But the company's debt is far bigger concern than most investors probably realize.

Earlier this year, Valeant failed to file its annual report (and subsequently its first-quarter earnings report) on time. Being late with its financial filings while having $30 billion-plus in debt was a recipe for its debt holders to file notices of default. Valeant did wind up making nice with its debtholders, but the amendments made to its loans cost the company in the process.

In April, Valeant agreed to pay a fee of $50,000 for every $10 million in loans it had outstanding with lenders, and to boost the interest rate paid on its loans by one percentage point. If Valeant hits certain financial milestones this increase in its interest rate could fall. More importantly, the deal allowed for a lowering of Valeant's debt covenant restrictions. Before the deal, Valeant had to generate at least three times more EBITDA than its annual interest costs on debt to satisfy debtholders. Under the new terms, this ratio dropped to 2.75-to-1, giving the company more breathing room.

According to Valeant's Q2 report, the company is on track to generate between $4.8 billion and $4.95 billion in EBITDA in 2016. However, it paid $896 million in net interest on its debt through the first-half of the year. Extrapolating out these interest payments, Valeant could border on $1.8 billion in net interest expenses in fiscal 2016. If EBITDA comes in between $4.8 billion and $4.95 billion, we're looking at an EBITDA-to-interest cost coverage ratio of 2.67-to-1 on the low end to 2.75-to-1 on the high end. In other words, even with Valeant standing by its forecast and filing its financials in a timely manner in Q2, it's dangerously close to being in violation of its debt covenants.

Valeant may be able to work out more favorable covenant terms with its lenders in the coming weeks or months since its lenders would rather ensure they get repaid than have Valeant default on its debt and not pay. However, there are no guarantees that Valeant will be able to further restructure its covenants, which would be bad news for Valeant and shareholders.

Furthermore, while selling assets will help reduce the company's debt load, it also, presumably, reduces EBITDA. If Valeant doesn't sell the right assets, it could actually reduce its debt load without making a dent in its EBITDA-to-interest cost coverage ratio.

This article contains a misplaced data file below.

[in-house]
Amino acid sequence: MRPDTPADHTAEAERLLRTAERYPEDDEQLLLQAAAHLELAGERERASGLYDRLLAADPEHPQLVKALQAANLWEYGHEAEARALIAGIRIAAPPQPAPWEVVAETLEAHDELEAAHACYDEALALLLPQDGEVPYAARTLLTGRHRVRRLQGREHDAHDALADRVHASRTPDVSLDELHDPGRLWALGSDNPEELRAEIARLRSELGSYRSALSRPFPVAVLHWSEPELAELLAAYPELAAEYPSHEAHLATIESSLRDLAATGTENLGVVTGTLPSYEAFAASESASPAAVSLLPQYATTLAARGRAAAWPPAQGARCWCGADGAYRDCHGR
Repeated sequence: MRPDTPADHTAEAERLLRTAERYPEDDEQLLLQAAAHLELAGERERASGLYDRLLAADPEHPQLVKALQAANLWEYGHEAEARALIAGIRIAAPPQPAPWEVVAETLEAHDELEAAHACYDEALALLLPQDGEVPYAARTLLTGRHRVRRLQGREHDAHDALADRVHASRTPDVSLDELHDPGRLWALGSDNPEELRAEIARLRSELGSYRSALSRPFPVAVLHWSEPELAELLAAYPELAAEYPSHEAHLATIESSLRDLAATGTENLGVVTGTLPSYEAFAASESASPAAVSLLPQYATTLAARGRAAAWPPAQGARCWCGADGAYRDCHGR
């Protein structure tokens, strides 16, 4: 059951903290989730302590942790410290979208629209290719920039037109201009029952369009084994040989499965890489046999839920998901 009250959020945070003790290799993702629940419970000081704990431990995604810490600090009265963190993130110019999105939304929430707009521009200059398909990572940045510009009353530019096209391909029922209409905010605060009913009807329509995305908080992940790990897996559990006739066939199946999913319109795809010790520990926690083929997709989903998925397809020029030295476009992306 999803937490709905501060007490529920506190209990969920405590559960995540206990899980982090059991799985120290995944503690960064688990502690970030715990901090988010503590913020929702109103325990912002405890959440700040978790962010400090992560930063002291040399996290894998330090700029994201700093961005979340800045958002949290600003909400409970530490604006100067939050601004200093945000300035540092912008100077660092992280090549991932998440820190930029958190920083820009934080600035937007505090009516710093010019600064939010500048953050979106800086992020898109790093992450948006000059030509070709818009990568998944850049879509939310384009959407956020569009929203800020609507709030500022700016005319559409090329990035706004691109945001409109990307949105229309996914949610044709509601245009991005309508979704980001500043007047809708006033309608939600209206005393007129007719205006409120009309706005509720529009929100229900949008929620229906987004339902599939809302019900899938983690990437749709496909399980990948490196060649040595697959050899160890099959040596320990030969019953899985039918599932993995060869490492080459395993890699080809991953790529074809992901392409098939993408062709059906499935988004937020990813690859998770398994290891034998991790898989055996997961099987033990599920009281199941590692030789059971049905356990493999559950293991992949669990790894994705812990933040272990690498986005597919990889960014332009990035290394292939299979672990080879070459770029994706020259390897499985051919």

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Valeant's underlying business model is struggling, too

Valeant Pharmaceuticals' underlying business model is mostly struggling as well. Though Valeant reported 10% sales growth in emerging markets, along with a 10% sales improvement in gastrointestinal drugs, the company's dermatology sales plunged 55% year over year.

At the heart of this plunge are Valeant's struggles with its new long-term drug distribution partner Walgreens Boots Alliance. Valeant has noted that the deal, which it expects to be a long-term catalyst, has resulted in some scripts filled at a loss, with reimbursements pacing well below expectations, especially within its dermatology products segment. Fixing this is a priority for both Walgreens and Valeant, but it also isn't an overnight affair. It could be multiple quarters before dermatology sales stabilize and begin heading in the right direction.

Although Wall Street is applauding Valeant's quarter, I'm still not too impressed. Valeant has pressing debt issues and a business model that's retreating instead of growing. With management's hands tied and divestments the company's only real strategy to improve its balance sheet, I'd have to urge investors to continue to keep their distance from Valeant Pharmaceuticals.

This article represents the opinion of the writer, who may disagree with the “official” recommendation position of a Motley Fool premium advisory service. We’re motley! Questioning an investing thesis -- even one of our own -- helps us all think critically about investing and make decisions that help us become smarter, happier, and richer.